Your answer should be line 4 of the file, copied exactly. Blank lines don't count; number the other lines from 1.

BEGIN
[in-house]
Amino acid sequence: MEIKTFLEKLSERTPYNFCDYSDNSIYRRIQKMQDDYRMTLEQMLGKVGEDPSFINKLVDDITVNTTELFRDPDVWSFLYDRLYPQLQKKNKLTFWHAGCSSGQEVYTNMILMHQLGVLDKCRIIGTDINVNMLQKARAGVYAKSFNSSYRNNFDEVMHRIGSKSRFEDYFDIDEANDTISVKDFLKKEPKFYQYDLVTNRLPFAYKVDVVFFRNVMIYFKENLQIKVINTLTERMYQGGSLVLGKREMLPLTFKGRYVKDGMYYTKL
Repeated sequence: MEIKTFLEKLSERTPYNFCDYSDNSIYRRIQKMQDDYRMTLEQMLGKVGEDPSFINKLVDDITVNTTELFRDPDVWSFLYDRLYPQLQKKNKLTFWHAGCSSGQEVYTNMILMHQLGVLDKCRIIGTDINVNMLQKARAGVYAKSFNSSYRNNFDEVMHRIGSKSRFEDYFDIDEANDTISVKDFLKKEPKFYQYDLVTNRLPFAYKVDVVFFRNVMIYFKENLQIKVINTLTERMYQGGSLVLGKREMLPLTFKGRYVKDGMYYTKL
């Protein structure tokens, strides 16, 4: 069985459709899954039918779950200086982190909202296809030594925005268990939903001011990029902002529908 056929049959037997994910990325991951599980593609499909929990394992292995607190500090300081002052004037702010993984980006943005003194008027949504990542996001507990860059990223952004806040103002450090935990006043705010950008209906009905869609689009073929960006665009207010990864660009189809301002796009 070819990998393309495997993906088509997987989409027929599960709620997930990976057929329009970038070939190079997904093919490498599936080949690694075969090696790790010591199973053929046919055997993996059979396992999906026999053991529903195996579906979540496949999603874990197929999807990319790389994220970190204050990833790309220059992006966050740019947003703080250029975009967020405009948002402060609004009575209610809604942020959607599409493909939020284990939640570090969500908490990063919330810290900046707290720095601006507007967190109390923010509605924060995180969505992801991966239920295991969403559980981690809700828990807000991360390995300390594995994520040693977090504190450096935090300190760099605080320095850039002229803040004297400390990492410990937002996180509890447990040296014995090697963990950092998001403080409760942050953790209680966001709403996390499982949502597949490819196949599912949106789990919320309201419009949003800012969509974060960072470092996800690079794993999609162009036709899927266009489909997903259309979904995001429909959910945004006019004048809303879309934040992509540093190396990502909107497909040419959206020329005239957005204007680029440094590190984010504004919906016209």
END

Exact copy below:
């Protein structure tokens, strides 16, 4: 069985459709899954039918779950200086982190909202296809030594925005268990939903001011990029902002529908 056929049959037997994910990325991951599980593609499909929990394992292995607190500090300081002052004037702010993984980006943005003194008027949504990542996001507990860059990223952004806040103002450090935990006043705010950008209906009905869609689009073929960006665009207010990864660009189809301002796009 070819990998393309495997993906088509997987989409027929599960709620997930990976057929329009970038070939190079997904093919490498599936080949690694075969090696790790010591199973053929046919055997993996059979396992999906026999053991529903195996579906979540496949999603874990197929999807990319790389994220970190204050990833790309220059992006966050740019947003703080250029975009967020405009948002402060609004009575209610809604942020959607599409493909939020284990939640570090969500908490990063919330810290900046707290720095601006507007967190109390923010509605924060995180969505992801991966239920295991969403559980981690809700828990807000991360390995300390594995994520040693977090504190450096935090300190760099605080320095850039002229803040004297400390990492410990937002996180509890447990040296014995090697963990950092998001403080409760942050953790209680966001709403996390499982949502597949490819196949599912949106789990919320309201419009949003800012969509974060960072470092996800690079794993999609162009036709899927266009489909997903259309979904995001429909959910945004006019004048809303879309934040992509540093190396990502909107497909040419959206020329005239957005204007680029440094590190984010504004919906016209």